Peccary. Credit: © buteo / Adobe Stock Which came first, the pigs or the pioneers? In Barbados, that has been a historical mystery ever since the first English colonists arrived on the island in 1627 to encounter what they thought was a herd of wild European pigs. A recent discovery by an SFU archaeologist is…

Scientists propose rethinking ‘endangered species’ definition to save slow-breeding giants

Elephants. Credit: © Chaiphorn / Adobe Stock Conservation decisions based on population counts may fail to protect large, slow-breeding animals from irrevocable decline, according to new research coinciding with Endangered Species Day. "Critical thresholds in so-called vital rates -- such as mortality and fertility rates among males and females of various ages -- can signal…

Owning a dog is influenced by our genetic make-up

Woman and dog. Credit: © Vasyl / Adobe Stock A team of Swedish and British scientists have studied the heritability of dog ownership using information from 35,035 twin pairs from the Swedish Twin Registry. The new study suggests that genetic variation explains more than half of the variation in dog ownership, implying that the choice…

Earliest evidence of the cooking and eating of starch

Fire in hearth (stock image). Credit: © Alexander / Adobe Stock New discoveries made at the Klasies River Cave in South Africa's southern Cape, where charred food remains from hearths were found, provide the first archaeological evidence that anatomically modern humans were roasting and eating plant starches, such as those from tubers and rhizomes, as…

Sedimentary, my dear Johnson: Is NASA looking at the wrong rocks...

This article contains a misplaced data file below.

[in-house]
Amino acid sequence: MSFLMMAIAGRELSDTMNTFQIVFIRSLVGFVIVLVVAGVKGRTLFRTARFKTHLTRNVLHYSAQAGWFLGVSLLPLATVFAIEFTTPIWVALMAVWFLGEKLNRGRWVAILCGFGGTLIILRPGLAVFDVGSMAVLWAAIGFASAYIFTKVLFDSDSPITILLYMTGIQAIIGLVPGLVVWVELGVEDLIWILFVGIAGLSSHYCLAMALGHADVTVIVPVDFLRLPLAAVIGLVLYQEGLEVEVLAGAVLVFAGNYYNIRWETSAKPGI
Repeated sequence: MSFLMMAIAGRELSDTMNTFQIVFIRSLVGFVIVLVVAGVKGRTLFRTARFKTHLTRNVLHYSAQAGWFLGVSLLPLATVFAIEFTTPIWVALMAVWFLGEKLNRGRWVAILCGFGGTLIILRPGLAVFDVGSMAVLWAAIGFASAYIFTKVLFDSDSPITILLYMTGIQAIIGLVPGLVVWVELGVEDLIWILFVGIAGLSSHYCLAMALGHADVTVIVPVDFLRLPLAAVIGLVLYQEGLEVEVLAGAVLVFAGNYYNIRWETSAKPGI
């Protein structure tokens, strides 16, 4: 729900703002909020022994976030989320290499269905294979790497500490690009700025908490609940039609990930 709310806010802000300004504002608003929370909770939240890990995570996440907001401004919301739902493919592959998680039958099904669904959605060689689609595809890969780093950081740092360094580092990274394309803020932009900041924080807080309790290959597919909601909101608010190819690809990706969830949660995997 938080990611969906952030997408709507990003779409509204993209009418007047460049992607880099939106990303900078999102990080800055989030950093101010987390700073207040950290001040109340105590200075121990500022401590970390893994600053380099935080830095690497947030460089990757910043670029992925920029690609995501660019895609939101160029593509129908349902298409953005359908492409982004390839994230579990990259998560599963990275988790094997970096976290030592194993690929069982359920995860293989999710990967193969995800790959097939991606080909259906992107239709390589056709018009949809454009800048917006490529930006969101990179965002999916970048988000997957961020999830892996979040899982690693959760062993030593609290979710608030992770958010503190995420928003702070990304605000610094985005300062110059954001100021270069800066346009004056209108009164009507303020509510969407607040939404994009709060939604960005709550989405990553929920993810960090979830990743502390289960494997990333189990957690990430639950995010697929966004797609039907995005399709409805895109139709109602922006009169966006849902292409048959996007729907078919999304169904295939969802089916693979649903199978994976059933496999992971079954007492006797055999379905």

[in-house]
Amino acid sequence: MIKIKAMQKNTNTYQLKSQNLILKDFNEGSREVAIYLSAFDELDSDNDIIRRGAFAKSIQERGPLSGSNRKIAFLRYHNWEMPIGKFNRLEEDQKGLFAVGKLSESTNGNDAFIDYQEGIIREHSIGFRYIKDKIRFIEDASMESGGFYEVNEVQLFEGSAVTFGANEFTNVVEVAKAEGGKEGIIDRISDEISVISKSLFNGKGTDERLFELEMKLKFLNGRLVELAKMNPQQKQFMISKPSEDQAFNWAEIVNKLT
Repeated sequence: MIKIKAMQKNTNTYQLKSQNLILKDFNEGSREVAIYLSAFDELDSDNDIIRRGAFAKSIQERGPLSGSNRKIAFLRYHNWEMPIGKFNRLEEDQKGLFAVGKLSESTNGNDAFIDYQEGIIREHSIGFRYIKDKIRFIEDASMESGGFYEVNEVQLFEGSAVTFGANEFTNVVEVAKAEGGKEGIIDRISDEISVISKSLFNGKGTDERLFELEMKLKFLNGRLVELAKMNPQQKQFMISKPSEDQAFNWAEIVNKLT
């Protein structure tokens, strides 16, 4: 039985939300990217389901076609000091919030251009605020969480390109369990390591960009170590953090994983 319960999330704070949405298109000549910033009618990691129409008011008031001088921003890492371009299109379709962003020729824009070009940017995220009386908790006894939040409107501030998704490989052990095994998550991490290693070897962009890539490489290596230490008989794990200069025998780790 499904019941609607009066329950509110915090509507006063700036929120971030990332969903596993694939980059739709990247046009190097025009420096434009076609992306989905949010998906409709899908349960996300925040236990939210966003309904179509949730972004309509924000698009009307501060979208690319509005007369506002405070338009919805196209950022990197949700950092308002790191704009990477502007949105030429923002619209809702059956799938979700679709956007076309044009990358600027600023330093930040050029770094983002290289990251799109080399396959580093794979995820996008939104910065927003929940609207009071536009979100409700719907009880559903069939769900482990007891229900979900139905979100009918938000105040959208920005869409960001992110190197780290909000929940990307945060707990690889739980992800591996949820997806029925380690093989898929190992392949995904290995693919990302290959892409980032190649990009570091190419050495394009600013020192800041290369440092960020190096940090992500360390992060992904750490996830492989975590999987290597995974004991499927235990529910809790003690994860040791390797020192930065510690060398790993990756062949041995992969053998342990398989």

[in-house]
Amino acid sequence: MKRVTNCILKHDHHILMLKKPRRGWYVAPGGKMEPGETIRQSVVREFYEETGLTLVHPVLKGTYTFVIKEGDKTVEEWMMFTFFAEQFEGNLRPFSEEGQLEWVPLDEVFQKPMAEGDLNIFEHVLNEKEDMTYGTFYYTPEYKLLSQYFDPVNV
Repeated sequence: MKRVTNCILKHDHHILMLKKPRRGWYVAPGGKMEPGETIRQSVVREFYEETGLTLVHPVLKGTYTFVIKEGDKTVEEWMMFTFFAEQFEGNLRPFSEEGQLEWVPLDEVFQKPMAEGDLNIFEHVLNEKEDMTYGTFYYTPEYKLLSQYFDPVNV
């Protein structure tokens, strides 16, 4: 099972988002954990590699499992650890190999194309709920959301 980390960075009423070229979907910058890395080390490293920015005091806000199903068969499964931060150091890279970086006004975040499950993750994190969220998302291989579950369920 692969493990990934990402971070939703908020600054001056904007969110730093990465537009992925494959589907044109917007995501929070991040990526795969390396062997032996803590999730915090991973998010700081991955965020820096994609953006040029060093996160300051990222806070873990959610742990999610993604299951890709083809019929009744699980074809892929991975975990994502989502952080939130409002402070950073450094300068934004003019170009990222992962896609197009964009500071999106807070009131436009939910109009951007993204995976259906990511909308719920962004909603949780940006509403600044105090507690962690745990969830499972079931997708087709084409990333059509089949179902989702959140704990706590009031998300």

Mars robotic rover illustration. Credit: © elenaed / Adobe Stock In 2020, NASA and European-Russian missions will look for evidence of past life on Mars. But while volcanic, igneous rock predominates on the Red Planet, virtually the entire Earth fossil record comes from sedimentary rocks. Addressing the problem in Frontiers in Earth Science, Swedish scientists…

How we make complex decisions

Complex decision concept. Credit: © anyaberkut / Adobe Stock When making a complex decision, we often break the problem down into a series of smaller decisions. For example, when deciding how to treat a patient, a doctor may go through a hierarchy of steps -- choosing a diagnostic test, interpreting the results, and then prescribing…

Death of the middleman? Imagining a cheaper, fairer marketplace for digital...

E-commerce concept. Credit: © NicoElNino / Adobe Stock E-commerce is sizzling. Last year, consumers spent more than $517 billion online with US merchants, up 15 percent from the year before, according to Internet Retailer. However, independent musicians, self-published authors and others have sometimes found it difficult to participate in the e-commerce revolution. That's because they…